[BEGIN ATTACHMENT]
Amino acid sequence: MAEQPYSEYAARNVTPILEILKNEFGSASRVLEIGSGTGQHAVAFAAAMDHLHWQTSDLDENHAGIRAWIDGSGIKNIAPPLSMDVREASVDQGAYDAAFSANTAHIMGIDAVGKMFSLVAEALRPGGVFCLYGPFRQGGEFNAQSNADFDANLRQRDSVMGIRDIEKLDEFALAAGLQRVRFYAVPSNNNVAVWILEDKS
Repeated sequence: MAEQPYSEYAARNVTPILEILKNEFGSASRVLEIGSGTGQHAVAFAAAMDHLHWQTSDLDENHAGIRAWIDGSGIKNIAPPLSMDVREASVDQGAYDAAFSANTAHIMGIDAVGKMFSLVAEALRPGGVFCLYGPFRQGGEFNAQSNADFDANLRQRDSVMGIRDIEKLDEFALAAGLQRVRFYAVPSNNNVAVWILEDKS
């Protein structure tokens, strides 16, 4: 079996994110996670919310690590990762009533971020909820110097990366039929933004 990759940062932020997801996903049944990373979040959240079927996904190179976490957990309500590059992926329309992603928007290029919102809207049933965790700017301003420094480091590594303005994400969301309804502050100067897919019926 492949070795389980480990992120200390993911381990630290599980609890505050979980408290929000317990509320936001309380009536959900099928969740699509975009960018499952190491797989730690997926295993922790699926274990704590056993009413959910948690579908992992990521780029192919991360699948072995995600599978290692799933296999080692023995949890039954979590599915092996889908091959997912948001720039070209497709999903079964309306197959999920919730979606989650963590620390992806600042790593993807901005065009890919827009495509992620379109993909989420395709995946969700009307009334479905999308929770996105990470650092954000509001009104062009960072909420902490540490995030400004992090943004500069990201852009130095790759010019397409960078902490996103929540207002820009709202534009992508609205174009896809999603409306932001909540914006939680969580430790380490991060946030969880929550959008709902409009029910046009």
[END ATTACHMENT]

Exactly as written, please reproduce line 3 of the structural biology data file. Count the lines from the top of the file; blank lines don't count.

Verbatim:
């Protein structure tokens, strides 16, 4: 079996994110996670919310690590990762009533971020909820110097990366039929933004 990759940062932020997801996903049944990373979040959240079927996904190179976490957990309500590059992926329309992603928007290029919102809207049933965790700017301003420094480091590594303005994400969301309804502050100067897919019926 492949070795389980480990992120200390993911381990630290599980609890505050979980408290929000317990509320936001309380009536959900099928969740699509975009960018499952190491797989730690997926295993922790699926274990704590056993009413959910948690579908992992990521780029192919991360699948072995995600599978290692799933296999080692023995949890039954979590599915092996889908091959997912948001720039070209497709999903079964309306197959999920919730979606989650963590620390992806600042790593993807901005065009890919827009495509992620379109993909989420395709995946969700009307009334479905999308929770996105990470650092954000509001009104062009960072909420902490540490995030400004992090943004500069990201852009130095790759010019397409960078902490996103929540207002820009709202534009992508609205174009896809999603409306932001909540914006939680969580430790380490991060946030969880929550959008709902409009029910046009």